Other winners of the ACT Chief Minister’s Rotary Peace Prize at the ceremony were David Savage, former AFP Policeman and AusAID worker, Robyn Martin – Manager Beryl Women Inc. and 2018 winners, the Women’s International League for Peace and Freedom.
 

International messages

Damian Cardona Onses, Director of the United Nations Information Centre in Canberra, read the annual Peace Day Message of United Nations Secretary-General António Guterres.

Japanese Ambassador Shingo Yamagami spoke of the origin in Hiroshima of peace bells around the world. Referring to present threats of nuclear war against Ukraine, he said ‘It seems that now, more than any other time in the recent past, the global community must act to ensure that the tragedy that befell Hiroshima and Nagasaki in 1945 – the hundreds of thousands of deaths resulting from the bombs themselves and their lingering radiation - are never, ever repeated’.


A women-led initiative for action on climate change

The National Congress of Women is an initiative of the Women’s Climate Congress to lead a nonpartisan women’s movement for collaborative action on climate change and to restore care for the Earth and nurture of life to the centre of all our action on climate.

With the overarching theme ‘How can women rising transform our response to climate change?’, the National Congress of Women (NCW) initiative has been developed in three stages. Two previous 1-day online events have explored the themes of 'Women Rising!'  and 'Weaving'.

We were excited to finally welcome women, in all our diversity, from all over the country to our long-awaited 2-day event in Canberra:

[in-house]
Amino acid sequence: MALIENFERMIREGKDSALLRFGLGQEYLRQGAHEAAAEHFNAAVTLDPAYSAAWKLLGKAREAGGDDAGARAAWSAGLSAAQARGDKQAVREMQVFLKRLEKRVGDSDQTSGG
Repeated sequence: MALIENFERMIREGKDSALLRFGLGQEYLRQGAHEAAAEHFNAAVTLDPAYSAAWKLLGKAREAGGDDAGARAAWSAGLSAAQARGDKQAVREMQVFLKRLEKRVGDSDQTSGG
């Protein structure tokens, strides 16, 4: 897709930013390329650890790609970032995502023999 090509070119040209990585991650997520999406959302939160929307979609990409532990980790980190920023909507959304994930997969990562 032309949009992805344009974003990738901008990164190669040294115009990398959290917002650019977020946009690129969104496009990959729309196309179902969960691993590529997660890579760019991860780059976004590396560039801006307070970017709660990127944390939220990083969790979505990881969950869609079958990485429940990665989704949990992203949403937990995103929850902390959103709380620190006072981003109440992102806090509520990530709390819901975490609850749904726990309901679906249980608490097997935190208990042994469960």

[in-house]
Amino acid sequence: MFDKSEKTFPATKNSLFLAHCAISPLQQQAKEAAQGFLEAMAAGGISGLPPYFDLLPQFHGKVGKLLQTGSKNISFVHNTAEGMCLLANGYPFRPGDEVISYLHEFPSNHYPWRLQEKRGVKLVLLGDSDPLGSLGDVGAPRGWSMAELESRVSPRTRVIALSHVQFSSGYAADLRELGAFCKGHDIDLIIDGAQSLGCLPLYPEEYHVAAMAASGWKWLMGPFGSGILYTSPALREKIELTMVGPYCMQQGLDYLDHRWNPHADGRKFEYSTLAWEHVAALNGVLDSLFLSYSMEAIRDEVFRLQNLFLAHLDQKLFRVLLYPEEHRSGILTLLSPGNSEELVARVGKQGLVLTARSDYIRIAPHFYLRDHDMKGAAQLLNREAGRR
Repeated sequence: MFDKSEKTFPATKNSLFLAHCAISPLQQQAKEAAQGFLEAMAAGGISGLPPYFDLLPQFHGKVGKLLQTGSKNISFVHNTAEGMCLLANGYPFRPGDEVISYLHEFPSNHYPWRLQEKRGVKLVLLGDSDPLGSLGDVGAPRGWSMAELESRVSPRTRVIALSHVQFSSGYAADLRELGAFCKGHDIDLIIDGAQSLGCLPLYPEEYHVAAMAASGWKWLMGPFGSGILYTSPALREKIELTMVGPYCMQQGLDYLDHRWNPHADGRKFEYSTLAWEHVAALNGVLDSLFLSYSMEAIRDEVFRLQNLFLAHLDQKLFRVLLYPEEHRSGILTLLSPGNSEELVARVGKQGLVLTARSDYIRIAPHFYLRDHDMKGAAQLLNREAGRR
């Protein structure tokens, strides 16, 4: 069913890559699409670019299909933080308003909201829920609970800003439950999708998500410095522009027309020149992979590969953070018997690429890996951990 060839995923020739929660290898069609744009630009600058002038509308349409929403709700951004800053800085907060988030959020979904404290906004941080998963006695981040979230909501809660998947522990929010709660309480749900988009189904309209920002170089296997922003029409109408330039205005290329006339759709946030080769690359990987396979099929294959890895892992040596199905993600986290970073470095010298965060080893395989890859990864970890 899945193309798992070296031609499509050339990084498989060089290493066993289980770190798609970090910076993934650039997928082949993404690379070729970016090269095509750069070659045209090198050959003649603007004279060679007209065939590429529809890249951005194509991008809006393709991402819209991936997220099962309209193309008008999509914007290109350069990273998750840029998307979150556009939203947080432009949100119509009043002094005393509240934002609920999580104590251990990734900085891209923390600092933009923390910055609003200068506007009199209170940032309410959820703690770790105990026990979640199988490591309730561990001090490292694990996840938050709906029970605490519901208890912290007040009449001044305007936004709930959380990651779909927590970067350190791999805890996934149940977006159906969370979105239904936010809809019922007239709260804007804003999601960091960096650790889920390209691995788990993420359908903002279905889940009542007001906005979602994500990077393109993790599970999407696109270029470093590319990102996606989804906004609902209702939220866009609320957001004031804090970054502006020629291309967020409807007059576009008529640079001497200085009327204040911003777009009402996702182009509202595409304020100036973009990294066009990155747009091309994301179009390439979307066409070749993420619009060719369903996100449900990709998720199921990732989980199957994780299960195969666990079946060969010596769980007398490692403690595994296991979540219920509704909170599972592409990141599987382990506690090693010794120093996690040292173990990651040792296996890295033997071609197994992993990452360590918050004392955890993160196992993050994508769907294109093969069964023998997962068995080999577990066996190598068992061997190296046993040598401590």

Renewal — How can we save the Earth for ourselves and future generations?

11–12 September 2022, Canberra
At Albert Hall, 100 Commonwealth Avenue, Yarralumla, Canberra (and online)    


After a welcome to country by Ngambri-Ngunnawal Elder, Dr Matilda House, Glenda Cloughley introduced the ‘The Singing Hill’ – a prophetic story about women at Parliament House from the early 1990s when Jo Vallentine was a WA Green’s senator (see video below).

This two-day event built on the work of the Women’s Climate Congress over the past 2 years and was a unique opportunity to participate in building a women’s movement for change on the urgent global issue of climate change, and to bring as many women’s voices as possible to a ‘Women's Charter for Change’.

There were conversation sessions with former and current politicians, First Nations women, artists, community and business leaders. The first day closed with A Chorus of Women affirming our commitment to the Earth with Glenda’s songs ‘Hymn to Gaia’ and ‘The Promise’.
  
On the second day, the conversations broadened into group conversations among participants to review the Charter themes and develop plans for action to bring about change. The event closed with participants joining in with the Chorus. We all sang Ubuntu, a well-loved Chorus song that speaks about our human interconnnectedness as well as with the Earth and the web of life.